The FM interface is a little sparse, but not bad.


While Alpine nailed the software, its accessory microphone mount misses the mark. The handsfree microphone included sits in a plastic clip suitable for attaching to a sun visor or, using the provided VHB tape, mounting on the dashboard or A pillar.

Alpine really should have sprung for a separate mount for adhering to the pillar or dashboard, it looks silly to have a giant sun visor clip mounted anywhere other than its intended location. Other manufacturers either provide a separate mount or make the sun visor clip a two-piece affair, with the pillar/dash mount able to be separated from the bulky clip. So much attention was paid to everything else that this feels like an oversight.

Look at the giant mic mount on the left of the radio fascia. It's huge.
Look at the giant mic mount on the left of the radio fascia. It's huge.


What else is missing? A nag screen, thankfully. Every other CarPlay system we've tested requires you to tap to accept a screen that cautions you about tapping on a screen while driving. Alpine's does not, and thanks should be given for this. It's not a huge imposition on the other radios, but it's refreshing how quickly this radio boots and displays CarPlay.

GPS antenna

Alpine includes a GPS antenna, which connects to the back of the radio and mounts on the dashboard. This augments the abilities of the antenna built into the iPhone because it's larger and better positioned in the car. Apple Maps (or Google Maps if you choose to use Android Auto) will use the antenna connected to the radio and pass that data to the app.

This black square is the GPS antenna.
This black square is the GPS antenna.

Specs

The outputs are 18W by four outputs, with 2V pre-out for front, rear, and subwoofer. Because we installed this in a car with Bose amplifiers and used the appropriate adapter interface from speaker out to that system, it sounds just fine. It gets plenty loud and the factory subwoofer works well. In a car without those amplifiers, 18W is enough -- we found that in systems with more (25W, 55W) it mostly meant turning the volume down to keep it nominally the same dB level as we get out of the 18W.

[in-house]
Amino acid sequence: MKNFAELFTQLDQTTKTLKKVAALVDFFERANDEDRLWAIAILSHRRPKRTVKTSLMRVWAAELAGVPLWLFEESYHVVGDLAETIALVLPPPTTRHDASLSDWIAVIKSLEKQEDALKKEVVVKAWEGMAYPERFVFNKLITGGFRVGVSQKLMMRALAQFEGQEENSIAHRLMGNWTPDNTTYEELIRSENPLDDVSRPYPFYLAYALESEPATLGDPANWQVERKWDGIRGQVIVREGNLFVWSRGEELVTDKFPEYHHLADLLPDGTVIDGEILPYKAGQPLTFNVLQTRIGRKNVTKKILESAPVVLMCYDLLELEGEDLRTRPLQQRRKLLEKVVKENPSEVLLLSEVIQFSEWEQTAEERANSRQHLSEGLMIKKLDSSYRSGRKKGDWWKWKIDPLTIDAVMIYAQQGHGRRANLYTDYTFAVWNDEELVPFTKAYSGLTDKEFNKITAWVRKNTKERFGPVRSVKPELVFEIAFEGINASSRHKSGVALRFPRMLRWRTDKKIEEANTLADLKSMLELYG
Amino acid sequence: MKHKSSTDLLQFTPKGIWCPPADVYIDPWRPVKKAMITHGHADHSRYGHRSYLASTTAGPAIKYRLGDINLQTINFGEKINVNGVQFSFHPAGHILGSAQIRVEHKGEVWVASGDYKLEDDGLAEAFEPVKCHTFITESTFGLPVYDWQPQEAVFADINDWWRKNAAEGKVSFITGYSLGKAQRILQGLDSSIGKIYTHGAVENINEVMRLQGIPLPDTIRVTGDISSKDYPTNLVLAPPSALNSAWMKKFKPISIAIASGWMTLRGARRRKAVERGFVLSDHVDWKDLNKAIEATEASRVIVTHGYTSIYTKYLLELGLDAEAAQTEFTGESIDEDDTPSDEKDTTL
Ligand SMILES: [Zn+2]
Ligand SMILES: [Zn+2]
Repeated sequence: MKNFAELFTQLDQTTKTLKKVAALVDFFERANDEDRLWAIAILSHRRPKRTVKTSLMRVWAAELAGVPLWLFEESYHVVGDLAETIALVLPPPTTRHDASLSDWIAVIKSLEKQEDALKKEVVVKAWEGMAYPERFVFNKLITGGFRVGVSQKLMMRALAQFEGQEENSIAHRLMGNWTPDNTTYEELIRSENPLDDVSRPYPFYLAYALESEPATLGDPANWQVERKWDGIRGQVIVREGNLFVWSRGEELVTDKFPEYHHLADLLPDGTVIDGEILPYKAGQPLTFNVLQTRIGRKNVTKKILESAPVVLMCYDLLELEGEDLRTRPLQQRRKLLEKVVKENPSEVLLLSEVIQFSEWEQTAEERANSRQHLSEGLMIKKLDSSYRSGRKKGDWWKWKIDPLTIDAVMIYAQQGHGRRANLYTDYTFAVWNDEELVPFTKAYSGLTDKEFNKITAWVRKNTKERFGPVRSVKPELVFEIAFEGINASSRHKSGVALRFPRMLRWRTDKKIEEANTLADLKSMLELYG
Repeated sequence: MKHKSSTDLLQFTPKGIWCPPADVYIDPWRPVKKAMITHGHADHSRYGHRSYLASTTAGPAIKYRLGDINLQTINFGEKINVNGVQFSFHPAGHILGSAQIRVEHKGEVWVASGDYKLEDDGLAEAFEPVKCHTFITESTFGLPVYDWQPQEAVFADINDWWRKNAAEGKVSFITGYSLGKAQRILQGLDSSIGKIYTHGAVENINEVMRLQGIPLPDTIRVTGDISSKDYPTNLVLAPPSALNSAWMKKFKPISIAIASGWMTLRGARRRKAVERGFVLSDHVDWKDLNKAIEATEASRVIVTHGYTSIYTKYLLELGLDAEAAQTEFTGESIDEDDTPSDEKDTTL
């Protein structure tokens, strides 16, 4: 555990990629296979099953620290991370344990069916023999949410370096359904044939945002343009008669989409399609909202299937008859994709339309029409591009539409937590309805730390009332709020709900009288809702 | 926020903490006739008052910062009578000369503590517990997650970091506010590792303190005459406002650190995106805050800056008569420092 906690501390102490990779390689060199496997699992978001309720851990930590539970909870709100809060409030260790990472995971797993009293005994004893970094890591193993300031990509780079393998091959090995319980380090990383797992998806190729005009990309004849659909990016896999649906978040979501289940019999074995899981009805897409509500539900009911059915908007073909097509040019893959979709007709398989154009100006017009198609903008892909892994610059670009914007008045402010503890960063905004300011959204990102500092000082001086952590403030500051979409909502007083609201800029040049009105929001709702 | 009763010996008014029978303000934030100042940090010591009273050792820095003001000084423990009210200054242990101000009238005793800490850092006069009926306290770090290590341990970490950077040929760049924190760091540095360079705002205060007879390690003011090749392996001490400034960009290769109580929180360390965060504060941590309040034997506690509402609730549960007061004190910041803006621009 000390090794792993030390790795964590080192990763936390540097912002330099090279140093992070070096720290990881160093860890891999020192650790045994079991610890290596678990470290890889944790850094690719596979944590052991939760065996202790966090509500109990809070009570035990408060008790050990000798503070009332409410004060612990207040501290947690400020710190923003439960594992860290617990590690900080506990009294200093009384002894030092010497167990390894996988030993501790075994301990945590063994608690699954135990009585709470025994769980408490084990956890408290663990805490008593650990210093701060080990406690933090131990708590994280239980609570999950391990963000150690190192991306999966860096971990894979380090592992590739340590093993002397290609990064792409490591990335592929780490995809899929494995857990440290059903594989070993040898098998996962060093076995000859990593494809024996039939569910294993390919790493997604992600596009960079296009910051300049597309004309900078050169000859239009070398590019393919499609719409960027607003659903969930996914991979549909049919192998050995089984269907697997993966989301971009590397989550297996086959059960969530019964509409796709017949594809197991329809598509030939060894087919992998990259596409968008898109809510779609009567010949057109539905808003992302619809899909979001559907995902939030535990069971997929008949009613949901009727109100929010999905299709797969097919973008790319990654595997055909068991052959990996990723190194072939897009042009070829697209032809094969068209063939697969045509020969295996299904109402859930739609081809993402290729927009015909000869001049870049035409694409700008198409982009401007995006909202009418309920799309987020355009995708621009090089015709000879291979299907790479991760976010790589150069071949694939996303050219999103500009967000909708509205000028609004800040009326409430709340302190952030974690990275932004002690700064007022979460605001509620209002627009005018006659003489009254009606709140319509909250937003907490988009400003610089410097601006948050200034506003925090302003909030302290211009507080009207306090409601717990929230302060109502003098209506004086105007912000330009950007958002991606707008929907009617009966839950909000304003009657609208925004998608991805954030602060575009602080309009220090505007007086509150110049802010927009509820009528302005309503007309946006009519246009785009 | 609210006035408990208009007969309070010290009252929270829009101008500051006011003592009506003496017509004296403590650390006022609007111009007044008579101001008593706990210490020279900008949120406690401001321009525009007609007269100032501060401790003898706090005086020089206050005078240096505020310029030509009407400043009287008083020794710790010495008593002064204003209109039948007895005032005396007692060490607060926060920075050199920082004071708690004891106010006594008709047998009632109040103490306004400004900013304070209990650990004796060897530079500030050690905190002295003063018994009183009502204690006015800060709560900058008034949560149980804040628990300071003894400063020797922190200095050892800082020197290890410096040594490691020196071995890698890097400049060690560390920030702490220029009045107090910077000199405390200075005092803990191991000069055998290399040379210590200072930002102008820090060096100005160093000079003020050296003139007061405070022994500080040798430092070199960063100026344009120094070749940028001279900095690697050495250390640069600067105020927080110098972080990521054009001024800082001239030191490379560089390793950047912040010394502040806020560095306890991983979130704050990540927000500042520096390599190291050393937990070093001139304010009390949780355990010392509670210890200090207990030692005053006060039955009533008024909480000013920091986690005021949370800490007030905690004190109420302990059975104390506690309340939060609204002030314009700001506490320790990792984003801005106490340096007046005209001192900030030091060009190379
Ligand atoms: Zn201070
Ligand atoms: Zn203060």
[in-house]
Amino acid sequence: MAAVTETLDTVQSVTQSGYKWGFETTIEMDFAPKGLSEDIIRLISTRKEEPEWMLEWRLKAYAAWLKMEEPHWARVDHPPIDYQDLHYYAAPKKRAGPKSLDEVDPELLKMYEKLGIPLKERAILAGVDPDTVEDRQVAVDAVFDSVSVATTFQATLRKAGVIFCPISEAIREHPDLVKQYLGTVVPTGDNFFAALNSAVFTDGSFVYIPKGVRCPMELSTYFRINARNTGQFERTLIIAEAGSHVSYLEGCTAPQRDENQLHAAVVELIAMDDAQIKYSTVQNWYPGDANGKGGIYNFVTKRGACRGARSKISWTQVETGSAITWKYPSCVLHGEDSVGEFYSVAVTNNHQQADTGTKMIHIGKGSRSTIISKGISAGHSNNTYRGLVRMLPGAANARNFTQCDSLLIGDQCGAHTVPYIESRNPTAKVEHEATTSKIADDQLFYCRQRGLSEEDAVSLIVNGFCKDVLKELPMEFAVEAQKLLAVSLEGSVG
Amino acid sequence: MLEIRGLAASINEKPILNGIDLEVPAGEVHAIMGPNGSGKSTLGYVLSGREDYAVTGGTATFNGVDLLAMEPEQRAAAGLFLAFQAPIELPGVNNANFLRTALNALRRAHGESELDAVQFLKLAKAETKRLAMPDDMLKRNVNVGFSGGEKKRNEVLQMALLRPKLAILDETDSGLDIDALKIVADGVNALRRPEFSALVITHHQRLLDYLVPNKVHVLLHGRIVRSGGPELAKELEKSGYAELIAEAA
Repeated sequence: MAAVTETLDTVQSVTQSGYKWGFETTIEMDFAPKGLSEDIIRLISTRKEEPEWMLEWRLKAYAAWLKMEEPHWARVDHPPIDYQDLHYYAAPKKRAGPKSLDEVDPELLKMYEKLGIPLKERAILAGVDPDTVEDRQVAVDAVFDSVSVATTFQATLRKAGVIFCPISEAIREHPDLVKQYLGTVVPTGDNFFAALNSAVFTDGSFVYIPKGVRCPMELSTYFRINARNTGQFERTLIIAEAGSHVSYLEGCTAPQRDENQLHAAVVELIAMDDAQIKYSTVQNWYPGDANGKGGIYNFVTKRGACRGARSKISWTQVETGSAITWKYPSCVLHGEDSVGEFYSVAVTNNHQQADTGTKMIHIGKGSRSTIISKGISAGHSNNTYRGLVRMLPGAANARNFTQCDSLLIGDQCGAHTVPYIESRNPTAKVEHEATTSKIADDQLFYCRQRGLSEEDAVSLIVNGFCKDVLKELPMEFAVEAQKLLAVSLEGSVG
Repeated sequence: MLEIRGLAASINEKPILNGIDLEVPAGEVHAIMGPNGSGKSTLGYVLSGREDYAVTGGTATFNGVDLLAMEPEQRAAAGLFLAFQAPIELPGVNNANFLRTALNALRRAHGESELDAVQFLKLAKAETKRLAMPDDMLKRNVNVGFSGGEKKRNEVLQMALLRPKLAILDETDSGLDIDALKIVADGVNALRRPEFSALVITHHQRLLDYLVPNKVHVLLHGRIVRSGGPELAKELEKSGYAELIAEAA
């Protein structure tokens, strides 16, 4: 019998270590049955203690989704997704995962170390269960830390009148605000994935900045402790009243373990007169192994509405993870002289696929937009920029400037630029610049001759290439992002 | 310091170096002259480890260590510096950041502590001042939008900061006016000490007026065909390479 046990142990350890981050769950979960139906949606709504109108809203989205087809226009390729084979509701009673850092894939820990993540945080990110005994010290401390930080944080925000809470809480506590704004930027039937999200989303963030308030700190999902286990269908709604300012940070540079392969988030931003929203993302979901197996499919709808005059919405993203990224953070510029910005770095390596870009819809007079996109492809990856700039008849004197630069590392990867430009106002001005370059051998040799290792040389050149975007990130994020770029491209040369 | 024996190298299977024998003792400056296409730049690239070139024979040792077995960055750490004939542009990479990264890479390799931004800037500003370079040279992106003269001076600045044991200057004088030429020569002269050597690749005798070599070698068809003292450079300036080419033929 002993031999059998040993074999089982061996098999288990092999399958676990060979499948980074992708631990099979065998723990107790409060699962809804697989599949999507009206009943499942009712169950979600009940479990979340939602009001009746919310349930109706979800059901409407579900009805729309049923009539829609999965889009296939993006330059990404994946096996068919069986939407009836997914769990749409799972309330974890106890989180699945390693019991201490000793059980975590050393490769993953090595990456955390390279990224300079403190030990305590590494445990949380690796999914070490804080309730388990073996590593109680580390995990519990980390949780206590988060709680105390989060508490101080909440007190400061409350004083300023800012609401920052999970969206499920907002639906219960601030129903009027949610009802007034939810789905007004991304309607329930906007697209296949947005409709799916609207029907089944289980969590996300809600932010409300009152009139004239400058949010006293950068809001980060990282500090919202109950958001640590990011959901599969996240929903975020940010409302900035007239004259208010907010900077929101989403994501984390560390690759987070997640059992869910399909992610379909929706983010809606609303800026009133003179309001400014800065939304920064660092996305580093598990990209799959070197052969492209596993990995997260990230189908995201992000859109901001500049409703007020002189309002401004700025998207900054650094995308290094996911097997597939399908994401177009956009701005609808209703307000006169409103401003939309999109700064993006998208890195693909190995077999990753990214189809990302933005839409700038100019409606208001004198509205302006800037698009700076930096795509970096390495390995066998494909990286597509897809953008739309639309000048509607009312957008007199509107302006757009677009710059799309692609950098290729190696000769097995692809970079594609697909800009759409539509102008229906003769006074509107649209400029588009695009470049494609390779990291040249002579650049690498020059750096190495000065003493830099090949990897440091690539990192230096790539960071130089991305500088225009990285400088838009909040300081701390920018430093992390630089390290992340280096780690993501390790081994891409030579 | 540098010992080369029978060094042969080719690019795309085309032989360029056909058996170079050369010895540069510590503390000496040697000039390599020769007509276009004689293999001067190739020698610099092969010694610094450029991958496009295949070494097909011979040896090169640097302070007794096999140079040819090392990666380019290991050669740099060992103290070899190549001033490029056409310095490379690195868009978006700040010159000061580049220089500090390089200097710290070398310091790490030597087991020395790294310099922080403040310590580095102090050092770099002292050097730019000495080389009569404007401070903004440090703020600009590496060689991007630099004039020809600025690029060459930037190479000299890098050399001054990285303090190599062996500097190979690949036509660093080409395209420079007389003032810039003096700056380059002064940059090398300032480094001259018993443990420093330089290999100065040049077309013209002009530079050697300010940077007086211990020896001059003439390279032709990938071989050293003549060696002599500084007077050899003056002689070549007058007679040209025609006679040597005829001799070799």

I would recommend looking at the Alpine catalogue and consulting with them for which speakers/subwoofers/amplifiers match best. You want your amp to match the 2V output of the pre-outs from the head unit, and most good amps should be capable. For example, the Alpine PDX-F6 (just to choose a model) has an input sensitivity (RCA Input) of 0.2V to 4.0V, which means it would work just fine with the 2V pre outs of the head unit.

OEM backup cameras

One listener of the AppleInsider podcast was interested in using an aftermarket system like the iLX-107, but was worried that their OEM backup camera would be rendered inoperable. There are adapters to do this, but you need to check compatibility with your car. If one is not available, there are affordable cameras that can be mounted in addition to the OEM one, or it's possible that the OEM mount can be modified to accept an aftermarket camera.

The thing to remember is that both cameras and the head unit can display the green-yellow-red distance warning lines. Our preference is to use the adjustable lines of the head unit and use aftermarket cameras that allow disabling of the lines. The Alpine does have the interesting ability to use an accessory multi-camera kit (KCX-C250MC) that allows for side, front and rear camera input. The ILX-107 can display all of those inputs at the same time, or switch between them in the user interface when using the multi-camera accessory.


Adjusting where the warning marks are


We personally like the idea of having front, rear and side cameras.

It's also possible to control LED light bars directly from the head unit using another accessory, the KAC-001. With an optional Maestro idatalink adapter, it's possible to control in-car features if the car is compatible with Maestro. The point of using Maestro is to integrate with your vehicle's original infotainment systems such as Bluetooth hands-free, USB media player, satellite radio and steering wheel controls. The point is, Alpine has done the work to make sure that their products are both flexible and broadly compatible to make installation easy.

Score: 4.5 out of 5

image

Conclusions

We love how Alpine has addressed the interface outside of CarPlay on the iLX-107. It's as it should be, and doesn't feel foreign to iOS. Wireless CarPlay is excellent, and very welcome. Where in the past we might have not bothered to plug in the USB cord for short trips, the radio takes care of connecting for us.

To be sure, there are more affordable CarPlay options on the market. There are also products that support HD radio, Sirius and other premium services. All of those options come with compromises to the UI, however, where Alpine has made none.

Given the choice and ignoring the cost differentials, we'd pick the Alpine every time.

Where to buy

The Alpine ILX-107 has a suggested retail price of $900 USD, but can currently be had for as low as $694.95 at Abt.com. Third-party Amazon sellers also have units in stock for the same price.
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Comments